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Indiana University Press
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Called by some a "Mediterranean Jutland," the Battle of the Otranto Straits involved warships from Austria, Germany, Italy, Britain, and France. Although fought by light units with no dreadnoughts involved, Otranto was a battle in three dimensions -- engaging surface vessels, aircraft, and subsurface weapons (both submarines and mines). An attempt to halt the movement of submarines into the Adriatic using British drifters armed with nets and mines led to a raid by Austrian light cruisers. The Austrians inflicted heavy damage on the drifters, but Allied naval forces based at Brindisi cut off their withdrawal. The daylight hours saw a running battle, with the Austrians at considerable risk. Heavier Austrian units put out from Cattaro in support, and at the climactic moment the Allied light forces had to turn away, permitting the Austrians to escape. In the end, the Austrians had inflicted more damage than they suffered themselves. The Otranto action shows the difficulties of waging coalition warfare in which diplomatic and national jealousies override military efficiency.

Table of Contents

  1. Cover
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  1. Contents
  2. p. v
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  1. List of Illustrations
  2. pp. vii-viii
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  1. Preface
  2. pp. ix-xi
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  1. One: The Naval War in the Adriatic
  2. pp. 1-13
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  1. Two: The Allies in the Southern Adriatic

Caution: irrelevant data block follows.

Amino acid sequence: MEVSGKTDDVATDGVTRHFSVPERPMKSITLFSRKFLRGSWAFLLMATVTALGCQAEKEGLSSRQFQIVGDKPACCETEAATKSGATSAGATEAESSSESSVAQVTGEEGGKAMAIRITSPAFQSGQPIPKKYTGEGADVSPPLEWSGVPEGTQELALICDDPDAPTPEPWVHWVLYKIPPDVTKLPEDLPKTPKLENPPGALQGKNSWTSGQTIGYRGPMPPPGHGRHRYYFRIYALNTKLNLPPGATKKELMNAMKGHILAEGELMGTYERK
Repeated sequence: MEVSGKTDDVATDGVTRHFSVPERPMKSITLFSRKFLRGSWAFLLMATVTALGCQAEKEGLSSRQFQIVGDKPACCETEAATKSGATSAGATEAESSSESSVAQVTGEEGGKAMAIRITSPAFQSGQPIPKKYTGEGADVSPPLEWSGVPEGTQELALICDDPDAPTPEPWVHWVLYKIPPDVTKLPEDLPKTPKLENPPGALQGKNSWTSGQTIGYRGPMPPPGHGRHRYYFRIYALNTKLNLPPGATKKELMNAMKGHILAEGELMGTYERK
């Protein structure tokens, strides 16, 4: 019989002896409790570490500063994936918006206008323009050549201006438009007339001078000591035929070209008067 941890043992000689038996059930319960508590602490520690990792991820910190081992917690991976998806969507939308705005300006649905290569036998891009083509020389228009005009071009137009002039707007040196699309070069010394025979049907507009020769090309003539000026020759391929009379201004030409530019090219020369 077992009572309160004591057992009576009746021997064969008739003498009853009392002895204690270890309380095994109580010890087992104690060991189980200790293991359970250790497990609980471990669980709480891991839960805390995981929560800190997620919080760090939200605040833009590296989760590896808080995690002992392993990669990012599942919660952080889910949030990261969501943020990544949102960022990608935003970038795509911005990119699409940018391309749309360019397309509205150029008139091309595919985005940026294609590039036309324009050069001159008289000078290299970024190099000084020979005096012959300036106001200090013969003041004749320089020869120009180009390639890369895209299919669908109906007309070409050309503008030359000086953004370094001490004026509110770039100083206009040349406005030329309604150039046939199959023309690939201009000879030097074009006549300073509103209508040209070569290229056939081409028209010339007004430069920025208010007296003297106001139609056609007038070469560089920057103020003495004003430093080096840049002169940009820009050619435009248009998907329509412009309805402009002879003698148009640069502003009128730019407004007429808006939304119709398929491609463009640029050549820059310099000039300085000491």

2. pp. 14-34
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  1. Three: The Austrians Prepare an Attack
  2. pp. 35-48
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  1. Four: The Attack on the Drifters
  2. pp. 49-67
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  1. Five: The Pursuit
  2. pp. 68-99
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  1. Six: The Forces Return
  2. pp. 100-122
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  1. Seven: The Results of the Battle
  2. pp. 123-145
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  1. Epilogue
  2. pp. 146-150
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  1. Appendix A: Glossary of Geographical Names
  2. pp. 151-152
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  1. Appendix B: Equivalent Ranks
  2. p. 153
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  1. Notes
  2. pp. 155-174
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  1. Select Bibliography
  2. pp. 175-180
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  1. Index and About the Author
  2. pp. 181-187
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